Cilantro, bean sprouts, scallions, raw thinly sliced onions, red chillis, and limes were used for the garnish. Again, I couldn’t find Asian basil but that is typically added to Pho as well.
The pre-cooked noodles were placed at the bottom of the bowl.
Next I layered the beef (it is usually placed last in the bowl but I was worried it wouldn’t be cooked enough being thicker than usual), then the remaining garnish except for the limes.
Hot beef stock was then ladled into each bowl.
Because all the ingredients are placed raw in the bowl, the stock has to be very hot to be able to quickly cook the meat (and blanch the veg and the garnish so that they retain their crunchy texture with a nice half-cooked half-raw flavor).
Finally, an important squeeze of lime is added at the very end.
I was pleased with the final result and Scotch said that the taste was close to what it was supposed to be given what I had to work with. It took him years before he appreciated the subtleties of Vietnamese cooking and Chinese soups (home-made versions, not the restaurant stuff) which he at first found to be bland and boring.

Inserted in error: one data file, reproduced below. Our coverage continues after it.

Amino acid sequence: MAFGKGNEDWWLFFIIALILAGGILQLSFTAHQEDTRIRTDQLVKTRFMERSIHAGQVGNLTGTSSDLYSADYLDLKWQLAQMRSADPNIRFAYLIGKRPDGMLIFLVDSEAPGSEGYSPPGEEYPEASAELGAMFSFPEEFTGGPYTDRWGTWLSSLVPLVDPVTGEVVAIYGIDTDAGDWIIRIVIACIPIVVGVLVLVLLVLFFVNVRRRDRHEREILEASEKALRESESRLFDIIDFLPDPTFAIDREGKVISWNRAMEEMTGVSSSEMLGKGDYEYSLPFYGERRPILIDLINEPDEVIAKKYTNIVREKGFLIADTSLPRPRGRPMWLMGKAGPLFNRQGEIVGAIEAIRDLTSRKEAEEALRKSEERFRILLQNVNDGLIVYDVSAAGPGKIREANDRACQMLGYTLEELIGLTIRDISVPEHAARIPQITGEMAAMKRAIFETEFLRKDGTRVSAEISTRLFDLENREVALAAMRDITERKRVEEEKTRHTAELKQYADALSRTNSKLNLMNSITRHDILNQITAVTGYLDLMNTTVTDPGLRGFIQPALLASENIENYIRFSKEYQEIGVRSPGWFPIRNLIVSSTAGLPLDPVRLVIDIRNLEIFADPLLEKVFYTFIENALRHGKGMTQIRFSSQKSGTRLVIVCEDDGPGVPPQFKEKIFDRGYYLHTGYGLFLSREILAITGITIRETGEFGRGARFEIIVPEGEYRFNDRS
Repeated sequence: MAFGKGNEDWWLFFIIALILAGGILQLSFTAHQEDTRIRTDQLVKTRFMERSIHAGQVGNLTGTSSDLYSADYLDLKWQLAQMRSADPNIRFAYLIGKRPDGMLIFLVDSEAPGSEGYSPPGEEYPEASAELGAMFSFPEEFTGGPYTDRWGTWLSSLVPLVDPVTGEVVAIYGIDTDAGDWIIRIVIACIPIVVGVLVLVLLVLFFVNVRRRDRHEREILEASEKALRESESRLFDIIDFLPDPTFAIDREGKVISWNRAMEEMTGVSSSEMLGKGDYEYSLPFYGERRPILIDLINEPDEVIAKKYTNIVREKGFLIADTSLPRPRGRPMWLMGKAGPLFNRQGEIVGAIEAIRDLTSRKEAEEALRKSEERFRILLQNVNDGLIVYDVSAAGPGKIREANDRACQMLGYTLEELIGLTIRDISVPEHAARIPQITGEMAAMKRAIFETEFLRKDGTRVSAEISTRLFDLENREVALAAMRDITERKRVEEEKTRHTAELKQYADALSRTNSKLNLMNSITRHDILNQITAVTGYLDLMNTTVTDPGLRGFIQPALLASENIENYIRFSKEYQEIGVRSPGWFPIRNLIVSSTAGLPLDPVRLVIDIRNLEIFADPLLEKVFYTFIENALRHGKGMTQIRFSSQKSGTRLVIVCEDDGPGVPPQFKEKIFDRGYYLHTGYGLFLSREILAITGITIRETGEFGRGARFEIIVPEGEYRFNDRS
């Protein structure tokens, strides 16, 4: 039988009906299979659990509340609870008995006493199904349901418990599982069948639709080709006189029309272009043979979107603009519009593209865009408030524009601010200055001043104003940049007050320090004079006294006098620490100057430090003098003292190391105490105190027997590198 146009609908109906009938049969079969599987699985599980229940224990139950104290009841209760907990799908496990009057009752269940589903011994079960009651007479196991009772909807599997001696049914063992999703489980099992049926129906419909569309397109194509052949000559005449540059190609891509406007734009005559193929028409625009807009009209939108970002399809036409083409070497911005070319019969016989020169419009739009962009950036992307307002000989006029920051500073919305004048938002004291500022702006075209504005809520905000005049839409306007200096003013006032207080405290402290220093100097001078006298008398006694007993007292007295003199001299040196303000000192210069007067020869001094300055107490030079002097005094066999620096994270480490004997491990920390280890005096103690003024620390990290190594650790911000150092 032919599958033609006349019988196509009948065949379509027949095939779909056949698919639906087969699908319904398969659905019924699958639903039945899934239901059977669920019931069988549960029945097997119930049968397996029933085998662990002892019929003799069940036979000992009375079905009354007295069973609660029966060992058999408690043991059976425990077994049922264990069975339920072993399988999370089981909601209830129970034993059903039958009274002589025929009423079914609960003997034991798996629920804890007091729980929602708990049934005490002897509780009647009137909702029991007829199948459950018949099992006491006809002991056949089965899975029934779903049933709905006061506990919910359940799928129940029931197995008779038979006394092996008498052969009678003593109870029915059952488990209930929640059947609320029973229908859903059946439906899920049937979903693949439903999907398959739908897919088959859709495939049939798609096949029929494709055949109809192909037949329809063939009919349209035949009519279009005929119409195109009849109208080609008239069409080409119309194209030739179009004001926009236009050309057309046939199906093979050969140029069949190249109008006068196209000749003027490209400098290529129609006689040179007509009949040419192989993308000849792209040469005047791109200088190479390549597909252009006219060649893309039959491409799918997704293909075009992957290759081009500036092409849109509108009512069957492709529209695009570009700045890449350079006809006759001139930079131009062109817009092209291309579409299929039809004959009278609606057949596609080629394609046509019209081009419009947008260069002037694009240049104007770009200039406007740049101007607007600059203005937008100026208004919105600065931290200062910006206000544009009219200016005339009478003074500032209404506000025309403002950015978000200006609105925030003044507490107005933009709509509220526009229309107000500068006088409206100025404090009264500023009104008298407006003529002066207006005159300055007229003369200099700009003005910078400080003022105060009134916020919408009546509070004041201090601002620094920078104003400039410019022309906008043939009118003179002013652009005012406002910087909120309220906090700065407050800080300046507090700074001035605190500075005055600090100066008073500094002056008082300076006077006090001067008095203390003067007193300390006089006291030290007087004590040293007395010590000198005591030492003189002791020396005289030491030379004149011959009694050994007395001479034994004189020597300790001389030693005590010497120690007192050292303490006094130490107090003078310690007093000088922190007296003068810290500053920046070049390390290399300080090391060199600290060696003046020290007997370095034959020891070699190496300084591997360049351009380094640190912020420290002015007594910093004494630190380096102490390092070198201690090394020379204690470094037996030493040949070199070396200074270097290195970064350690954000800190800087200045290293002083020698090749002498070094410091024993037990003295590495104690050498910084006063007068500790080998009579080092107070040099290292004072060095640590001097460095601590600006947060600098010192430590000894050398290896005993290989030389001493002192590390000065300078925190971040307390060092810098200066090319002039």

He grew up on heavy cream-based soups and hearty stews so having Pho was like the initial shock of suddenly switching from full-fat milk to fat-free.
I was happy to showcase this Vietnamese dish to my in-laws and hope that they truly enjoyed it and will recreate the recipe when I am gone.
Now It’s Your Turn
Vietnamese cuisine may at first seem daunting to cook at home as the techniques and ingredients can seem rather foreign. In areas where some of the ingredients cannot be obtained, a little effort has to be made to either drive to a larger market or to purchase on-line.
But I can tell you that if I can make Pho in a small town like Dunbar, then so can you!
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Pho Noodle Soup
For the broth:
- 4 pounds beef bones , preferably with marrow; cut into 2-inch pieces
- 1 pound stewing beef (chuck, brisket, etc), rinsed, cut into 2" cubes
- 1 3- inch piece of ginger , peeled, cut into chunks
- 1 large onion , halved and peeled
- 1/4 cup Vietnamese or Thai fish sauce
- 6 whole star anise
- 4 whole cloves
- 1 3- inch cinnamon stick
- 2 Tablespoons sugar
- salt and pepper to taste
For the garnish:
- 1 pound 1/4-inch rice noodles
- 2 bunches scallions , thinly sliced